Can God create a rock so heavy that he can't lift it?

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The paradoxical question, "Can God create a rock so heavy that he can't lift it?" is a rather silly conundrum designed to show that the term omnipotent is actually meaningless.

Omnipotent means "all-powerful", which is typically understood to mean "able to do anything". If God can do anything, then he should be able to create such a rock. But once the rock is created, he should also be able to lift it, which contradicts the first claim.

This is reminiscent of a story about a medieval arms salesman who boasted that his sword was so sharp that it could penetrate any armor, and his shield was so tough that it could withstand any attack. A member of the crowd called out, "What happens when you strike your sword against your own shield?" The salesman was stumped.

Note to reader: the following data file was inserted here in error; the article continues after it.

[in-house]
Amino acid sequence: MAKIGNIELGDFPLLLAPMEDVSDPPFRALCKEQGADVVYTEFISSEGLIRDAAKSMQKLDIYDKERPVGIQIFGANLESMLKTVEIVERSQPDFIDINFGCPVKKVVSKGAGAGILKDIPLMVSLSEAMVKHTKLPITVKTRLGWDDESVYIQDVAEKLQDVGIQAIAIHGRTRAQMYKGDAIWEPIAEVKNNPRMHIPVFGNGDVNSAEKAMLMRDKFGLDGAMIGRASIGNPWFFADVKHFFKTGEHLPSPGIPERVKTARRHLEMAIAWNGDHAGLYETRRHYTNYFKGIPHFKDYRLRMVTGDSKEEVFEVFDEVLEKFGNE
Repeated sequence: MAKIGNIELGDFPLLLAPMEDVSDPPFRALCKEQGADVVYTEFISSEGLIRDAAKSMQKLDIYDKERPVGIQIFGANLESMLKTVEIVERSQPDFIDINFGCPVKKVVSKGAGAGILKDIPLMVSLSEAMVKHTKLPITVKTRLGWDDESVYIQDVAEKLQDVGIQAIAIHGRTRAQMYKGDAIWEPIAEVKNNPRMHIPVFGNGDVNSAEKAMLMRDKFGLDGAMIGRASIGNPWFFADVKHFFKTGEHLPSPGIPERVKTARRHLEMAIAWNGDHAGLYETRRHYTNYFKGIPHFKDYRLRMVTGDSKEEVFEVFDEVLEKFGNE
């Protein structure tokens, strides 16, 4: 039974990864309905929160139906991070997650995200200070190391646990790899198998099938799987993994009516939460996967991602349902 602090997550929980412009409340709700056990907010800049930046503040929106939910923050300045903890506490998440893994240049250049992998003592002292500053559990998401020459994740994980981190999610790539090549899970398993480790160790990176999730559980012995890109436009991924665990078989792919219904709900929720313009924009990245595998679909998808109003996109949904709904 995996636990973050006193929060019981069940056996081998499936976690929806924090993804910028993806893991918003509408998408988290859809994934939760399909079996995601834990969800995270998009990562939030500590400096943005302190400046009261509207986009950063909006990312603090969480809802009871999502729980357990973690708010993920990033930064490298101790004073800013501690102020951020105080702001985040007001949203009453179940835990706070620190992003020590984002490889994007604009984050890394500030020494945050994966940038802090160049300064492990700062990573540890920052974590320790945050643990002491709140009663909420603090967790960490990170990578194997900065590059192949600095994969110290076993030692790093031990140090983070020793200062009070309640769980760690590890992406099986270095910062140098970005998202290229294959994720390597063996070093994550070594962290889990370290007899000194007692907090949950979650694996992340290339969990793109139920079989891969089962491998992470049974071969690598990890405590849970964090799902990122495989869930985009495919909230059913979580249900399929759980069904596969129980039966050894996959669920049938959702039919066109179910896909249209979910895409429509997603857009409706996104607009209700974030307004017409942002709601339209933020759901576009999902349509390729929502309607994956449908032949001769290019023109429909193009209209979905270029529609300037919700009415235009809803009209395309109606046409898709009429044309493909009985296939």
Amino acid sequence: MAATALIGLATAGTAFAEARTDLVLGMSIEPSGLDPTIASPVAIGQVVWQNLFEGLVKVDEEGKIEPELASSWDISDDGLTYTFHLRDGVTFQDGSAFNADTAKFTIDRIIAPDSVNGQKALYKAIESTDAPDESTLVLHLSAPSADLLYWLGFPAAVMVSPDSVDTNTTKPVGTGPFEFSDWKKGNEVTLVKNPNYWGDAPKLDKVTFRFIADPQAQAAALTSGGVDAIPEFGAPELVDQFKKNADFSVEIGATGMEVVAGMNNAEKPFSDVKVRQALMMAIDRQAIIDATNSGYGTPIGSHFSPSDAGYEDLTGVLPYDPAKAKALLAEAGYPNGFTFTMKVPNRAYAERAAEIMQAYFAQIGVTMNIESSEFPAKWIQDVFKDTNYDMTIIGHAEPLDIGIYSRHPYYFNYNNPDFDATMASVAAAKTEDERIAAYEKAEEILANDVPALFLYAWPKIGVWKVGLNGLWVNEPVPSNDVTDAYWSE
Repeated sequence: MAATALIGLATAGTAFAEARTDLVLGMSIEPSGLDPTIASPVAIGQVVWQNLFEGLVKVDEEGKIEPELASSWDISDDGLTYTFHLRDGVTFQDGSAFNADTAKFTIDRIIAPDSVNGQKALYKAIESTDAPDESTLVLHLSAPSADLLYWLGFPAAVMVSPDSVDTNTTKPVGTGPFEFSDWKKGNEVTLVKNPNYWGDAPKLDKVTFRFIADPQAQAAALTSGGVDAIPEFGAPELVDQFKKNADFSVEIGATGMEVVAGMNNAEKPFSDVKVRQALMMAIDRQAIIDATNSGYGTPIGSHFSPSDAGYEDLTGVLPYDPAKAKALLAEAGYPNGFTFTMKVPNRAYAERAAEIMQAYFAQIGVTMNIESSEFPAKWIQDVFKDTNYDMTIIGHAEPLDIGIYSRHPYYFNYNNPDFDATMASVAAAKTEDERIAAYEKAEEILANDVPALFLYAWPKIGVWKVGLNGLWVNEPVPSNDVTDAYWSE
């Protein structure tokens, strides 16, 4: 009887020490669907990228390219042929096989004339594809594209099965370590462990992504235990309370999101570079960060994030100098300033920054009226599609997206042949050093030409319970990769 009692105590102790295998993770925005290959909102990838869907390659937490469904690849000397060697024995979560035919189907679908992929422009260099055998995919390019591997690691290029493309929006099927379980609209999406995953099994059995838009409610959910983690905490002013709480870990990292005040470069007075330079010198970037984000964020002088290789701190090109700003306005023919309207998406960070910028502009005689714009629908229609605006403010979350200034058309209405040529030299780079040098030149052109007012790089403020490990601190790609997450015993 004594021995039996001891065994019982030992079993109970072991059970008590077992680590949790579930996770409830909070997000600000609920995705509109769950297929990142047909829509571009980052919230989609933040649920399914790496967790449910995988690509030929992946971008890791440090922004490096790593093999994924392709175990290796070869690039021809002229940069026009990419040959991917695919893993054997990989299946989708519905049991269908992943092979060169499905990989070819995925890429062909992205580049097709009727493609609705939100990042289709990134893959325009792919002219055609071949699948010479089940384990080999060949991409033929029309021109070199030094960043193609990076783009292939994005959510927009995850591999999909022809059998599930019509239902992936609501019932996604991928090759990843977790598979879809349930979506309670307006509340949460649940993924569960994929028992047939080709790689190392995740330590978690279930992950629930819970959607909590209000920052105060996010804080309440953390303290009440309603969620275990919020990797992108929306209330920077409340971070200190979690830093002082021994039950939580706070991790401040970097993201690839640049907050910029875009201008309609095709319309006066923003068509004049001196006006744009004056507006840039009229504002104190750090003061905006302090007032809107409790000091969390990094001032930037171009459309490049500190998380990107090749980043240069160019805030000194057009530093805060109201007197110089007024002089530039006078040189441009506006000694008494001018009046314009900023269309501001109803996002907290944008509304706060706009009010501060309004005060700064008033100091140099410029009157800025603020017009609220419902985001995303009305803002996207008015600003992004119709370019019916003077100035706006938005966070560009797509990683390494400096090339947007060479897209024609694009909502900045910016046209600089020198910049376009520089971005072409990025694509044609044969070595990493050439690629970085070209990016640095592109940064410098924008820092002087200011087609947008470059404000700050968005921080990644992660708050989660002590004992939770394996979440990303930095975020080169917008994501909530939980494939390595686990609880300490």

The answer is that the salesman was lying about one of his products. Or to put it another way, a perfect sword and a perfect shield cannot exist simultaneously. If there exists any sword that can penetrate all shields, then by definition there does not exist any shield that can withstand all attacks.

Similarly, there cannot exist a rock that cannot be lifted in a universe that also contains a God who can lift anything. Yet this proves that there is something that God cannot create.

How do we get out of the paradox? An atheist would answer that the very idea of being "all-powerful" is meaningless and not worthy of consideration in the real world. However, apologists often respond that "all-powerful" means "God can do everything... that is logically possible."

As C.S. Lewis states in Mere Christianity:

"His omnipotence includes power to do all that is intrinsically possible, not to do the intrinsically impossible. You may attribute miracles to Him, but not nonsense."

This raises the question of what exactly a miracle is, if not doing the impossible. Of course, the qualifier intrinsically is an important one. Still, this seems to paint a picture of God as simply the most powerful being in the universe, instead of an all-powerful one.

This subject is further explored in the article about the omnipotence paradox.

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